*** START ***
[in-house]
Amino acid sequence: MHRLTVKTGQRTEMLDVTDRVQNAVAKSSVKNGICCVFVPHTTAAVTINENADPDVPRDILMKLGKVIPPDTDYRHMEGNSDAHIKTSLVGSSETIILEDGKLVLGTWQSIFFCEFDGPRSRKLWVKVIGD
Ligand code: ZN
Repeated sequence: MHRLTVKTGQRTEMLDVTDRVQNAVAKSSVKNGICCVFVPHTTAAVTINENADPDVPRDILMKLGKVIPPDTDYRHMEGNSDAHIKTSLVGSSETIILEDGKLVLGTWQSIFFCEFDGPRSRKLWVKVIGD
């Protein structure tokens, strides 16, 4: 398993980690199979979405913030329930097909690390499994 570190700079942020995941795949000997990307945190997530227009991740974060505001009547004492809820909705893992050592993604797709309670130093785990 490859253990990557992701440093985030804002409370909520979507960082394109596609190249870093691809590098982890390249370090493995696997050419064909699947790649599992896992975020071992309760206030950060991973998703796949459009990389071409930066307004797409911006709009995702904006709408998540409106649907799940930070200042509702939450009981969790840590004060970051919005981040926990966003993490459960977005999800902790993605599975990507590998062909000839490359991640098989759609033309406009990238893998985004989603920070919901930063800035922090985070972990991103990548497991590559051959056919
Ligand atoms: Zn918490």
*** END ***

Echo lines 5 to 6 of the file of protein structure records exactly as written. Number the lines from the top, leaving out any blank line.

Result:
């Protein structure tokens, strides 16, 4: 398993980690199979979405913030329930097909690390499994 570190700079942020995941795949000997990307945190997530227009991740974060505001009547004492809820909705893992050592993604797709309670130093785990 490859253990990557992701440093985030804002409370909520979507960082394109596609190249870093691809590098982890390249370090493995696997050419064909699947790649599992896992975020071992309760206030950060991973998703796949459009990389071409930066307004797409911006709009995702904006709408998540409106649907799940930070200042509702939450009981969790840590004060970051919005981040926990966003993490459960977005999800902790993605599975990507590998062909000839490359991640098989759609033309406009990238893998985004989603920070919901930063800035922090985070972990991103990548497991590559051959056919
Ligand atoms: Zn918490």